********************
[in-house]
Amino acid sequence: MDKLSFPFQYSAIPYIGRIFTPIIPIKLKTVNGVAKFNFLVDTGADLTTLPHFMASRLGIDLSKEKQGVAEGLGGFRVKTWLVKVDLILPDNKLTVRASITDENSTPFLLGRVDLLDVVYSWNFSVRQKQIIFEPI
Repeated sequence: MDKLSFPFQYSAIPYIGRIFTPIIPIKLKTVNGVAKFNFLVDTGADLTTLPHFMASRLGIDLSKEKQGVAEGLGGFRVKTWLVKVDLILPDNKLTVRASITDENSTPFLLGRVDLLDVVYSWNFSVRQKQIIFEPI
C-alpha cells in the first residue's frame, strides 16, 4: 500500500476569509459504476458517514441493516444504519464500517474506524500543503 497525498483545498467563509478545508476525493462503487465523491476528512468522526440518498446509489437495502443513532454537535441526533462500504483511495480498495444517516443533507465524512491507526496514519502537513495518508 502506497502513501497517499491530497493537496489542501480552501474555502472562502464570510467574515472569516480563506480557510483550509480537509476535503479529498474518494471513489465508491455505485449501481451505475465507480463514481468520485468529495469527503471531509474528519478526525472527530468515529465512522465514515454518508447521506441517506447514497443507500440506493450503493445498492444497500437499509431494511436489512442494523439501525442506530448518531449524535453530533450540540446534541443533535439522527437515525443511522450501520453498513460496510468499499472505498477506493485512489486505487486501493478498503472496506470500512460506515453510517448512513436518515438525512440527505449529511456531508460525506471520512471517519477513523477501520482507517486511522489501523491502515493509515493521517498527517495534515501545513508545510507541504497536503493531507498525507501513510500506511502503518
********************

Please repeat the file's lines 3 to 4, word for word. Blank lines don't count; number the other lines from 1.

Repeated sequence: MDKLSFPFQYSAIPYIGRIFTPIIPIKLKTVNGVAKFNFLVDTGADLTTLPHFMASRLGIDLSKEKQGVAEGLGGFRVKTWLVKVDLILPDNKLTVRASITDENSTPFLLGRVDLLDVVYSWNFSVRQKQIIFEPI
C-alpha cells in the first residue's frame, strides 16, 4: 500500500476569509459504476458517514441493516444504519464500517474506524500543503 497525498483545498467563509478545508476525493462503487465523491476528512468522526440518498446509489437495502443513532454537535441526533462500504483511495480498495444517516443533507465524512491507526496514519502537513495518508 502506497502513501497517499491530497493537496489542501480552501474555502472562502464570510467574515472569516480563506480557510483550509480537509476535503479529498474518494471513489465508491455505485449501481451505475465507480463514481468520485468529495469527503471531509474528519478526525472527530468515529465512522465514515454518508447521506441517506447514497443507500440506493450503493445498492444497500437499509431494511436489512442494523439501525442506530448518531449524535453530533450540540446534541443533535439522527437515525443511522450501520453498513460496510468499499472505498477506493485512489486505487486501493478498503472496506470500512460506515453510517448512513436518515438525512440527505449529511456531508460525506471520512471517519477513523477501520482507517486511522489501523491502515493509515493521517498527517495534515501545513508545510507541504497536503493531507498525507501513510500506511502503518